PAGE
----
James “Whitey” Bulger was once the King of South Boston. People lived in fear of him—for a good reason. While he ran South Boston, no one was safe. When he was tipped off by his FBI handler, Whitey fled Boston and spent years on the run. Whitey was on the run for 16 years, and spent 12 of those years on the FBI’s Ten Most Wanted List, behind Osama Bin Laden. However, he was eventually captured and sentenced to life in prison for a myriad of crimes. Many people figured Whitey would go out in a blaze of glory befitting a gambling kingpin. However, when Whitey died, it was as an old sick (but not too sick) man—with a weighted sock.
Whitey Bulger got his nickname because of his white-blond hair when he was younger. He was the son of a Canadian father and an Irish mother. When he was a kid, his father lost his arm in an industrial accident, which left the family destitute. Whitey took to the streets to make money before he had finished junior. He was jailed frequently as a kid for burglary and other petty crimes. After he did a long stint in jail for armed robbery, he met a bookie, and his gambling career began.
Career in Gambling
Whitey met his gambling friend, and quickly got into the bookmaking game with the Irish gang that ran South Boston at the time. At one point in his career, Whitey had done nearly every job in the bookmaking organization except accounting. Whitey murdered his way to the takeover of the South Boston Gang—named the Winter Hill gang by the time Whitey made it to the top. He quickly realized that the real money in illegal gambling was not made in the actual bookmaking. Instead, he offered protection to bookmakers in exchange for a cut of their profits. He called this the “rent”. In the 1970s and 80s, Whitey was charging bookmakers up to $2000 per month for “rent”, depending on the scale of the bookmaking operation. In South Boston, it was safe to say that no gambling took place without Whitey’s help.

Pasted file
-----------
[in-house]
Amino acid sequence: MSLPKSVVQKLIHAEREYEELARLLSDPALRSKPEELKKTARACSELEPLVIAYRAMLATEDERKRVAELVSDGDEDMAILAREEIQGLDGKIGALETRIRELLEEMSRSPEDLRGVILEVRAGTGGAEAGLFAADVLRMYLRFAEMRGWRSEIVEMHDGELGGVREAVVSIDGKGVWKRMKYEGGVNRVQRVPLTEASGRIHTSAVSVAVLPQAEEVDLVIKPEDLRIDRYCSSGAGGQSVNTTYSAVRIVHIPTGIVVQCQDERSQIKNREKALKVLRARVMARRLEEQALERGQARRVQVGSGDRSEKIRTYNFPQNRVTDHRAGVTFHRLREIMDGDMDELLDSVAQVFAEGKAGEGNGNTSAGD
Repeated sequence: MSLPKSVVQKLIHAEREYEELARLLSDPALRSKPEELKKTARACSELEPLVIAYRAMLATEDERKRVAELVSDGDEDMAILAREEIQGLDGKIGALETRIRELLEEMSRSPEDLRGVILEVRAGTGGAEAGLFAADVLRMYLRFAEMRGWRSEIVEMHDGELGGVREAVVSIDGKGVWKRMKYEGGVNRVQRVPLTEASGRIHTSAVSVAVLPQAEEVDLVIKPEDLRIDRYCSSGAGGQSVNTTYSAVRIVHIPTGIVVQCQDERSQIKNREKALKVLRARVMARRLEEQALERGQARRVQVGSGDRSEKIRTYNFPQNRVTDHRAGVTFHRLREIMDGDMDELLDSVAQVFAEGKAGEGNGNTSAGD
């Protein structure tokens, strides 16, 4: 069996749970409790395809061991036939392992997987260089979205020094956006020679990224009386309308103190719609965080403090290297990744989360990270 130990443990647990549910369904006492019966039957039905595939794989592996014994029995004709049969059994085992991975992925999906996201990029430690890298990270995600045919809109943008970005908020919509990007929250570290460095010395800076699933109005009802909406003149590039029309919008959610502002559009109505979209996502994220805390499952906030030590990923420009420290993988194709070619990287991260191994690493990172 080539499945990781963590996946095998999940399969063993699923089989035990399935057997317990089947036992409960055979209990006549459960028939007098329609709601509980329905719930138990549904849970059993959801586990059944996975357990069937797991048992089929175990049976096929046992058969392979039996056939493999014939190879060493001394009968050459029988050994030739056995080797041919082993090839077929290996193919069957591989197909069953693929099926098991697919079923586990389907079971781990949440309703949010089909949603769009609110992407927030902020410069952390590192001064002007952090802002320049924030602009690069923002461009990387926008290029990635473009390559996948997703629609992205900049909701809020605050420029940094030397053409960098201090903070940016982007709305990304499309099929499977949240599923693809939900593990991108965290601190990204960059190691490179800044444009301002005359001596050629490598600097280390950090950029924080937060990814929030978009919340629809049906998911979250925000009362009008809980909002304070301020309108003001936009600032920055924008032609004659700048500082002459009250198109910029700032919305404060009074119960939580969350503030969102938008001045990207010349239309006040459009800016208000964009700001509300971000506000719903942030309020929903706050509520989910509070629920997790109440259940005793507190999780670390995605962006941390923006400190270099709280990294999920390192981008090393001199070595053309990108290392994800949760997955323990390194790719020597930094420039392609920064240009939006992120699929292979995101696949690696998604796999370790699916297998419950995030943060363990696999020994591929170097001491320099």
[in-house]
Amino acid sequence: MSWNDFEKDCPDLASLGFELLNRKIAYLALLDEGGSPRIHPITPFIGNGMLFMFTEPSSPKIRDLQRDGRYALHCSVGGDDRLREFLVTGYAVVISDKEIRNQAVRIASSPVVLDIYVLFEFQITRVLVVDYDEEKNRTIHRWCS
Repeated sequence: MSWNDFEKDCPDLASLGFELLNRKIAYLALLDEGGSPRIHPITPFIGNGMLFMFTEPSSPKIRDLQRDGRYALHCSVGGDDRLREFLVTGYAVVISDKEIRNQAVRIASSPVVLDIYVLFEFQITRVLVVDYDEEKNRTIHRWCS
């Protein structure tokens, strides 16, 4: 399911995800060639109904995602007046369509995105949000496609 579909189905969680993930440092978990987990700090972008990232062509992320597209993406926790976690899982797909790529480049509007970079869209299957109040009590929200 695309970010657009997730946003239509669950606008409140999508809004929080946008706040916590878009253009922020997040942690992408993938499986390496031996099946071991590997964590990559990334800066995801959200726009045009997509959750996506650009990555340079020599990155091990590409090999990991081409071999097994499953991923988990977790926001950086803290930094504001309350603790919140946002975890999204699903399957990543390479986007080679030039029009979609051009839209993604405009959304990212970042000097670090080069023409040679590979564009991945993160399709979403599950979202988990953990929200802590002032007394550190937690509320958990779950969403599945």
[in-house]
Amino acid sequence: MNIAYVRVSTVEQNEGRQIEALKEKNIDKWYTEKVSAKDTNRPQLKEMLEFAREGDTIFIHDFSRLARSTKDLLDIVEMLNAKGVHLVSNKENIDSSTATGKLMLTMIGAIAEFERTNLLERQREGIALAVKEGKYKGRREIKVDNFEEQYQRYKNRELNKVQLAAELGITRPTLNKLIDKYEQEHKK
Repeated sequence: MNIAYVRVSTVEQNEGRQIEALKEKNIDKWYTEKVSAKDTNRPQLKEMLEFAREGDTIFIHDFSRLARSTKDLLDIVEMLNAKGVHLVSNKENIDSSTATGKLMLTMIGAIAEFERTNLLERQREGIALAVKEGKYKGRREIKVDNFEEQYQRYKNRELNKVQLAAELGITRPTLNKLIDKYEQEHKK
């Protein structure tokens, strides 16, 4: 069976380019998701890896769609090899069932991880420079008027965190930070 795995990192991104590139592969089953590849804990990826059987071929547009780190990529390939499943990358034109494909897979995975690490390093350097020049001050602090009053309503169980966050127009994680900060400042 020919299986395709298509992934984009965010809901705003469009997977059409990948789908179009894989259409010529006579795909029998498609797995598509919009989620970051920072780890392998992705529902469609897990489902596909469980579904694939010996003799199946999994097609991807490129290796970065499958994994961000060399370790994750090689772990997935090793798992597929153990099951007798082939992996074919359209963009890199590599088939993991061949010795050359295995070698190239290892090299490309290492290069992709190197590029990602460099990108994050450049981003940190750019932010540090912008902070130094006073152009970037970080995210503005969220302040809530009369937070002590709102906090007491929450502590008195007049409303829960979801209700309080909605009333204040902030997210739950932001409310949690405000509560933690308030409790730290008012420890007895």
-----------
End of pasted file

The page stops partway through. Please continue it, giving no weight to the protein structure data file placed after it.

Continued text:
Of course, the Winter Hill gang got the reputation for ruthlessness. Whitey was eventually convicted of 11 murders. However, the consensus was that he had many more people killed in South Boston than that. While some of the murders involved bookmaking, not all of them were gambling related. He had the girlfriend of one of his employees killed because she talked too much.
FBI, Conviction and Death
Whitey began working directly with the FBI as an informant in the 1970s, offering information on other crime families in the area, especially those with the Italian Mafia, in exchange for being allowed to continue to operate. His handler, however, got indebted to Whitey and began tipping him off when raids were going to happen. When the handler was about to be arrested himself, he tipped Whitey off to his own impending arrest, and Whitey went on the run. He wasn’t seen again for 16 years. Whitey was caught, tried for murder and racketeering charges, and jailed for life. Because he was in poor health, Whitey was incarcerated in medical facilities until the fall of 2018.
When the Bureau of Prisons determined that the 89-year-old man’s health had improved, he was transferred out of a medical facility and into a “regular” maximum-security federal prison in West Virginia. Whitey didn’t even make it a night in the new jail. At least two inmates beat him to death with a padlock in a sock and a homemade knife was used to stab him. Not the glorious death in a hail of bullets—instead Whitey went down without much of a fight at all—perhaps the odds were against the old odds maker after all.
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